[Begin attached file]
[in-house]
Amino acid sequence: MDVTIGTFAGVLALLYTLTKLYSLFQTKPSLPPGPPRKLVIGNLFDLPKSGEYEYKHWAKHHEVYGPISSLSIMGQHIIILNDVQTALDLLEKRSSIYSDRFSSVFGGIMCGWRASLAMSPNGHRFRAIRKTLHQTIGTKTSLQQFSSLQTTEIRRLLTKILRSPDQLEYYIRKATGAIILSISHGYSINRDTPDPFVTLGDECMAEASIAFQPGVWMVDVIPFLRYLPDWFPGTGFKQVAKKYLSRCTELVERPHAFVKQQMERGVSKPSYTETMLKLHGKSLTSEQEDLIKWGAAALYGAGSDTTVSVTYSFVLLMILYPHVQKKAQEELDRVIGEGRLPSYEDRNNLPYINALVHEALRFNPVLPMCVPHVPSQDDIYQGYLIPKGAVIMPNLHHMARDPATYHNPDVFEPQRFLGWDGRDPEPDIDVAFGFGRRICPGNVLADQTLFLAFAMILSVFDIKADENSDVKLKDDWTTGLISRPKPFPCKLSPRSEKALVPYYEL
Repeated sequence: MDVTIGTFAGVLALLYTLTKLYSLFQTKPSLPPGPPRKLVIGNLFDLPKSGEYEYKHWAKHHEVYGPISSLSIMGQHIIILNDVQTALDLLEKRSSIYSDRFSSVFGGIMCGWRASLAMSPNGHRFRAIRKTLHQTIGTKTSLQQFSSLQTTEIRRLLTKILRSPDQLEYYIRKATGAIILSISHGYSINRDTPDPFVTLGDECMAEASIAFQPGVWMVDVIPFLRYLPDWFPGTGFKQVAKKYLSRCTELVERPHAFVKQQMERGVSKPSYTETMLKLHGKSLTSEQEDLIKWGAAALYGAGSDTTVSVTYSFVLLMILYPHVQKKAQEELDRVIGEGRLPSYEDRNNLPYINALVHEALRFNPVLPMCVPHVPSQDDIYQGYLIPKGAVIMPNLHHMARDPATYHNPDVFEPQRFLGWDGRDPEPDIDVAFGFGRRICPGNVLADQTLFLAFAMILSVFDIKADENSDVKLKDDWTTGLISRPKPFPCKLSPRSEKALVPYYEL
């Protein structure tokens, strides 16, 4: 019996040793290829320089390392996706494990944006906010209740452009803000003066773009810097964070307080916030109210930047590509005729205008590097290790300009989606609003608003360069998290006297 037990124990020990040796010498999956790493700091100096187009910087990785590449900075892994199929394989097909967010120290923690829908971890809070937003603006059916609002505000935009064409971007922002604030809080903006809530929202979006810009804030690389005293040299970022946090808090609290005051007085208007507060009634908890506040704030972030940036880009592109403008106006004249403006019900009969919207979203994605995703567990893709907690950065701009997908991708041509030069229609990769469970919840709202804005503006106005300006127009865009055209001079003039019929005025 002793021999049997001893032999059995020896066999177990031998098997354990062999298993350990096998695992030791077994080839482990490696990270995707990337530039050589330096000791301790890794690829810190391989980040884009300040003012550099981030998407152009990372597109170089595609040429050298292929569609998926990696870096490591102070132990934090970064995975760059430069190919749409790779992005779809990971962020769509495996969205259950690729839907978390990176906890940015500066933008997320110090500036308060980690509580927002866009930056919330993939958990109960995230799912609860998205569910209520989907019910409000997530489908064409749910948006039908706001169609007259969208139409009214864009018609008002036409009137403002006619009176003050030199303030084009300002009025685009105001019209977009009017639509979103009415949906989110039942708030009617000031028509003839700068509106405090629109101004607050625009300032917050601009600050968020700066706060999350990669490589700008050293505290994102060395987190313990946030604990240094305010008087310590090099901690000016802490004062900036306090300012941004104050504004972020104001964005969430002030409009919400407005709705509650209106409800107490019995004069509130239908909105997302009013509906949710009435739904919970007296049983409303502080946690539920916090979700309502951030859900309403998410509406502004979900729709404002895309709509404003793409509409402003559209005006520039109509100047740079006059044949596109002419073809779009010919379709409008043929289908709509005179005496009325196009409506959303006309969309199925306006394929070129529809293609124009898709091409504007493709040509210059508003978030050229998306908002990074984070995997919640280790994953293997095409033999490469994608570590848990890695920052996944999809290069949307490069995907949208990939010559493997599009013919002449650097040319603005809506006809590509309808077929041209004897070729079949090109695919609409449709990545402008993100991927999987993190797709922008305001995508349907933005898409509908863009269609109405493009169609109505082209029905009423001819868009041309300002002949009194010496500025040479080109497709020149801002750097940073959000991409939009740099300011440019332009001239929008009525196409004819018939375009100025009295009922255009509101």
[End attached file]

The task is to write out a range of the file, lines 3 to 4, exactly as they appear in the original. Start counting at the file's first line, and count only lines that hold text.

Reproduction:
Repeated sequence: MDVTIGTFAGVLALLYTLTKLYSLFQTKPSLPPGPPRKLVIGNLFDLPKSGEYEYKHWAKHHEVYGPISSLSIMGQHIIILNDVQTALDLLEKRSSIYSDRFSSVFGGIMCGWRASLAMSPNGHRFRAIRKTLHQTIGTKTSLQQFSSLQTTEIRRLLTKILRSPDQLEYYIRKATGAIILSISHGYSINRDTPDPFVTLGDECMAEASIAFQPGVWMVDVIPFLRYLPDWFPGTGFKQVAKKYLSRCTELVERPHAFVKQQMERGVSKPSYTETMLKLHGKSLTSEQEDLIKWGAAALYGAGSDTTVSVTYSFVLLMILYPHVQKKAQEELDRVIGEGRLPSYEDRNNLPYINALVHEALRFNPVLPMCVPHVPSQDDIYQGYLIPKGAVIMPNLHHMARDPATYHNPDVFEPQRFLGWDGRDPEPDIDVAFGFGRRICPGNVLADQTLFLAFAMILSVFDIKADENSDVKLKDDWTTGLISRPKPFPCKLSPRSEKALVPYYEL
């Protein structure tokens, strides 16, 4: 019996040793290829320089390392996706494990944006906010209740452009803000003066773009810097964070307080916030109210930047590509005729205008590097290790300009989606609003608003360069998290006297 037990124990020990040796010498999956790493700091100096187009910087990785590449900075892994199929394989097909967010120290923690829908971890809070937003603006059916609002505000935009064409971007922002604030809080903006809530929202979006810009804030690389005293040299970022946090808090609290005051007085208007507060009634908890506040704030972030940036880009592109403008106006004249403006019900009969919207979203994605995703567990893709907690950065701009997908991708041509030069229609990769469970919840709202804005503006106005300006127009865009055209001079003039019929005025 002793021999049997001893032999059995020896066999177990031998098997354990062999298993350990096998695992030791077994080839482990490696990270995707990337530039050589330096000791301790890794690829810190391989980040884009300040003012550099981030998407152009990372597109170089595609040429050298292929569609998926990696870096490591102070132990934090970064995975760059430069190919749409790779992005779809990971962020769509495996969205259950690729839907978390990176906890940015500066933008997320110090500036308060980690509580927002866009930056919330993939958990109960995230799912609860998205569910209520989907019910409000997530489908064409749910948006039908706001169609007259969208139409009214864009018609008002036409009137403002006619009176003050030199303030084009300002009025685009105001019209977009009017639509979103009415949906989110039942708030009617000031028509003839700068509106405090629109101004607050625009300032917050601009600050968020700066706060999350990669490589700008050293505290994102060395987190313990946030604990240094305010008087310590090099901690000016802490004062900036306090300012941004104050504004972020104001964005969430002030409009919400407005709705509650209106409800107490019995004069509130239908909105997302009013509906949710009435739904919970007296049983409303502080946690539920916090979700309502951030859900309403998410509406502004979900729709404002895309709509404003793409509409402003559209005006520039109509100047740079006059044949596109002419073809779009010919379709409008043929289908709509005179005496009325196009409506959303006309969309199925306006394929070129529809293609124009898709091409504007493709040509210059508003978030050229998306908002990074984070995997919640280790994953293997095409033999490469994608570590848990890695920052996944999809290069949307490069995907949208990939010559493997599009013919002449650097040319603005809506006809590509309808077929041209004897070729079949090109695919609409449709990545402008993100991927999987993190797709922008305001995508349907933005898409509908863009269609109405493009169609109505082209029905009423001819868009041309300002002949009194010496500025040479080109497709020149801002750097940073959000991409939009740099300011440019332009001239929008009525196409004819018939375009100025009295009922255009509101």